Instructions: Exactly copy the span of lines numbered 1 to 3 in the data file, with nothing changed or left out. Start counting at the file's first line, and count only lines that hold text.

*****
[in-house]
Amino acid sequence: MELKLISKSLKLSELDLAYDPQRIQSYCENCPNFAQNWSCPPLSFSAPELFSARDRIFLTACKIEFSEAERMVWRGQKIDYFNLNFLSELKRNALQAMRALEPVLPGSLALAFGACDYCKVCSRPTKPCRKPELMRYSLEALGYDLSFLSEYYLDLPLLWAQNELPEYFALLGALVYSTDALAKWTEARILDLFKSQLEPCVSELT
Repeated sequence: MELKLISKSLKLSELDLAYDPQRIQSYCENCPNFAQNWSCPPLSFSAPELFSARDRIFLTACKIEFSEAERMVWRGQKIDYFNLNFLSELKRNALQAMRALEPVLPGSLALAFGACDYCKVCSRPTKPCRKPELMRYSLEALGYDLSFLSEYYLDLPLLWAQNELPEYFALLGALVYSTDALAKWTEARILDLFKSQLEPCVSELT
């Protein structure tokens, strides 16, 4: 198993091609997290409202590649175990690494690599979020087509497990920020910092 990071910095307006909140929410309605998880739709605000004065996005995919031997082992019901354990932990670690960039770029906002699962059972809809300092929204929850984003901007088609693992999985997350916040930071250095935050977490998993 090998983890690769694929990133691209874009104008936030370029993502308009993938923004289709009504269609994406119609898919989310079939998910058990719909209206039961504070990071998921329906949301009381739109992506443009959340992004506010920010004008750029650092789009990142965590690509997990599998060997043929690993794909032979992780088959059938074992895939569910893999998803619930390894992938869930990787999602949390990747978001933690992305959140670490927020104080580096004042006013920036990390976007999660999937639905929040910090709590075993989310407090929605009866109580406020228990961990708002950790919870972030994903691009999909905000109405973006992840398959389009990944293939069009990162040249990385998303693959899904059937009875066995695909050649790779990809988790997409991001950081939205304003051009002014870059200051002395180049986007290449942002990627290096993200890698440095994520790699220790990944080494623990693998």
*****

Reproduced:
[in-house]
Amino acid sequence: MELKLISKSLKLSELDLAYDPQRIQSYCENCPNFAQNWSCPPLSFSAPELFSARDRIFLTACKIEFSEAERMVWRGQKIDYFNLNFLSELKRNALQAMRALEPVLPGSLALAFGACDYCKVCSRPTKPCRKPELMRYSLEALGYDLSFLSEYYLDLPLLWAQNELPEYFALLGALVYSTDALAKWTEARILDLFKSQLEPCVSELT
Repeated sequence: MELKLISKSLKLSELDLAYDPQRIQSYCENCPNFAQNWSCPPLSFSAPELFSARDRIFLTACKIEFSEAERMVWRGQKIDYFNLNFLSELKRNALQAMRALEPVLPGSLALAFGACDYCKVCSRPTKPCRKPELMRYSLEALGYDLSFLSEYYLDLPLLWAQNELPEYFALLGALVYSTDALAKWTEARILDLFKSQLEPCVSELT